How to Write a White Paper That Wows (In Just 5 Steps)

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What problems can you help your audience solve? Get specific. (Illustration: samuraitop)

Many businesses and marketers are interested in writing a white paper, but they’re also intimidated because it can be a daunting task.

What makes white papers so effective is also what makes them challenging to write—they’re longer and more detailed than most other types of business content.

However, there’s also a formula for writing a white paper. By following the steps below, you can tackle a white paper in manageable chunks.

Step 1: Define the Target Audience, Then Choose the Topic

Before doing anything else, you want to get clear about the audience and why you’re writing for it. Many people make the mistake of deciding on a topic before thinking about the audience—but that’s backward.

If you know whom you’re writing for, it becomes much easier to find topics that are interesting and useful to them. That’s why a successful white paper starts with the who rather than the what. The more specific you can get about your target readers, the better.

Here are some questions to consider at this stage:

  • For whom is your white paper intended?
  • What questions can you help them answer?
  • What problems can you help them solve?
  • What useful information can you give them?
  • What are you hoping they’ll do after reading your white paper?

Now that you understand your target audience, it’s time to choose a topic that they’d be interested in reading about.

Step 2: Develop a Detailed Outline

Now is when you take a big-picture view and write a detailed outline. Remember, you can always change this later. What you want to accomplish at this stage is how long the white paper will be, what sections will be included, and the order it’ll be presented in.

The point is to get some clarity about the sections, what they’ll cover, and how they’ll be structured.

Most white papers have an introduction and a summary, so don’t forget to include these in your outline.

Don’t Miss: White Papers: Pros, Cons, Examples, and Best Practices

Step 3: Do Extensive Research

The research phase of a white paper can often be the most time-consuming part. You’ll need to collect a lot of high-quality information. Most white papers also include data. You can find this information in trade magazines, market research reports, books, and other references.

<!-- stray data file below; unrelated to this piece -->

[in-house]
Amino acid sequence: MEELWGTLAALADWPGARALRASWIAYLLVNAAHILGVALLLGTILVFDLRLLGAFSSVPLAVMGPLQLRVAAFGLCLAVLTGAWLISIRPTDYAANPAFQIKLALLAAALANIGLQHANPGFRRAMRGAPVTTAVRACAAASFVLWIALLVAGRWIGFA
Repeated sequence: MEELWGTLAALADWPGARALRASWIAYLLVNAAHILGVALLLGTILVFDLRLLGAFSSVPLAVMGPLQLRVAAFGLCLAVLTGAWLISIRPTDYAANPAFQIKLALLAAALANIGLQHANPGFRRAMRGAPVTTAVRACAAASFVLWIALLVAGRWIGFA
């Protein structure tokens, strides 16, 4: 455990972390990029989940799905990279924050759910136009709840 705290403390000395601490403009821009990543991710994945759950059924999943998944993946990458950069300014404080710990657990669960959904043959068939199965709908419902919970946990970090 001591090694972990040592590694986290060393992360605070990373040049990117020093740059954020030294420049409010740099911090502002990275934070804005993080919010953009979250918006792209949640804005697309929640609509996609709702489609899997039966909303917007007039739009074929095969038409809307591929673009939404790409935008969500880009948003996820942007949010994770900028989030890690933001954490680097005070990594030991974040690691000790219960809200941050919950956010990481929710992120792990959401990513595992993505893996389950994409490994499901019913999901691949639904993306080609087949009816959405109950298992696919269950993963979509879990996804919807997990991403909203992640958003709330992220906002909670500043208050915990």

Another great way to get high-quality information is to conduct interviews.

  • For example, if you’re writing a white paper about computers, you might want to interview an engineer who has designed them.
  • Or if you’re writing a white paper about gardening tips, you should probably interview an expert on gardening.

Not only will these experts give you great information that you can use directly, but they can also recommend other resources such as articles and books.

In this video, OpenView explains more about creating great white papers that generate leads:

Step 4: Write the White Paper

It’s time to get to work on writing the white paper. You’ll be able to incorporate the information you’ve collected from the research stage and start bringing it all together.

Remember, a great white paper should educate the readers, so it’s important to be clear, concise, logical, and consistent.

Don’t Miss: Writing Tips From Experienced Marketers and Copywriters

Step 5: Have Someone Review It

Don’t forget to have someone, such as a colleague or an editor, review your work.

A white paper should be highly professional and polished, so it’s important to eliminate mistakes. Failing to do so can reflect negatively on your business and damage your image.

By following the steps above, you can write a white paper that gets noticed.

At Super Copy Editors, we have years of experience in polishing up white papers and similar marketing content. Contact us today to learn how we can help make sure your white paper wows people.

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Dave Baker

View posts by Dave Baker
Hi, I’m Dave Baker, founder and copy chief of Super Copy Editors. I have more than two decades of professional proofreading and copy editing experience, including work for The Nation magazine, The New York Times, and The Times-Picayune of New Orleans, where I shared two staff Pulitzer Prizes after Hurricane Katrina. Today, I have put together a hand-picked team of copy editors, and we especially love working with ad agencies, marketing departments, and education companies to make their text as polished as possible. Learn more here.

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